Did you watch any of the original documentary tapes that the director Debra made of Corinne in preparation?
Vera Farmiga: I watched them once. The film is really a hybrid form, of documentary/cinema verite. It’s a combination of scripted documentary from the real-life models, to scripted improvisation from Debra, to improvisation (with the actors) as the script is loose in format, particularly in regards to the scenes in rehab and the ones with the children, to the fact that I live in that part of the world in upstate New York and I bring my own experience to it. So I did watch them once, but I also spent a lot of time with Corinne. We cleaned houses together. I spent lots of time watching her and listening to her. I was right alongside her on my hands and knees scrubbing floors. You know, that original short won Best Short at Sundance, and the audience was really curious. They wanted to know more about where these characters went and what they did.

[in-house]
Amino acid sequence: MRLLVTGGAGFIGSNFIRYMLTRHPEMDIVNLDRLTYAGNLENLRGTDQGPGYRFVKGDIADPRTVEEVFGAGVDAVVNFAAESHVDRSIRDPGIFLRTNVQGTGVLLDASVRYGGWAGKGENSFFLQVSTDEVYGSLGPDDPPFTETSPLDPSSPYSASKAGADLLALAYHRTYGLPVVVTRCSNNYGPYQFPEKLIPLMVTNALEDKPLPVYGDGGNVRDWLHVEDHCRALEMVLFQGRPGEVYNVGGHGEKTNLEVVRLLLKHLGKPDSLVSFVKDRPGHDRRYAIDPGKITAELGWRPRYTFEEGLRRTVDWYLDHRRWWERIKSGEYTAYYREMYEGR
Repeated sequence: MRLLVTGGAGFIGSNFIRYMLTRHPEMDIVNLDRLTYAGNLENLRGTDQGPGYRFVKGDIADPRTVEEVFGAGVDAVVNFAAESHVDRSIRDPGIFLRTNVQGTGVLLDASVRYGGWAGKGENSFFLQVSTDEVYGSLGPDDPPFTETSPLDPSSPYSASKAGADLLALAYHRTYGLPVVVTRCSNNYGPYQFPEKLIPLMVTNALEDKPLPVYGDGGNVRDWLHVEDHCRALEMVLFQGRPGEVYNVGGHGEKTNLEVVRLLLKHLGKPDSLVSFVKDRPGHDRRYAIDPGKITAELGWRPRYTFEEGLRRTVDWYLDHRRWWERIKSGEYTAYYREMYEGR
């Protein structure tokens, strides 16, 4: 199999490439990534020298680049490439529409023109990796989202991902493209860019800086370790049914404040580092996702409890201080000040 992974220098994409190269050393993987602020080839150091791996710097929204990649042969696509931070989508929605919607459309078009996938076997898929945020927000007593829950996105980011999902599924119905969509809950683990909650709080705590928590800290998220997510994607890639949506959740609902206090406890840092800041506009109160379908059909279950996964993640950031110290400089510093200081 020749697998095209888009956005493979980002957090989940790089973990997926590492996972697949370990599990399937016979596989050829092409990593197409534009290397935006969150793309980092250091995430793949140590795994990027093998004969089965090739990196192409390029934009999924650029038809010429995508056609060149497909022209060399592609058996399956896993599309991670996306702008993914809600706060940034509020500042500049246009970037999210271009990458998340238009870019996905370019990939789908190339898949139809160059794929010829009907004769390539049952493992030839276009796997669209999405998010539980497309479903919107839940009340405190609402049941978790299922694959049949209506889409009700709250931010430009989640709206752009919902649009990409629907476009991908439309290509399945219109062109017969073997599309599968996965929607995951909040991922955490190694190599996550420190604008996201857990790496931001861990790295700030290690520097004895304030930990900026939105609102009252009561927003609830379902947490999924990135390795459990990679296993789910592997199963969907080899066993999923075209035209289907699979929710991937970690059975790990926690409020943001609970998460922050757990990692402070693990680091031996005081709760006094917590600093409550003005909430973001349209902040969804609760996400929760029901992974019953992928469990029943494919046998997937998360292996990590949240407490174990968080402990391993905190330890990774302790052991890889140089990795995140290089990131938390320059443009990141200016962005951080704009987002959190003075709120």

We are also. Where did Corinne’s life go from where Down to the Bone leaves off?
Clean and sober for a long time now. Relapse is often a part of recovery, so there were a lot of hurdles and obstacles. But to obtain anything spiritually, there will always be pitfalls and obstacles in the way. It was a day-to-day struggle. But she is clean and sober. She’s got a warrior spirit.
Did you feel the responsibility of taking on her mannerisms in your performance or it was it more her essence that you were going for?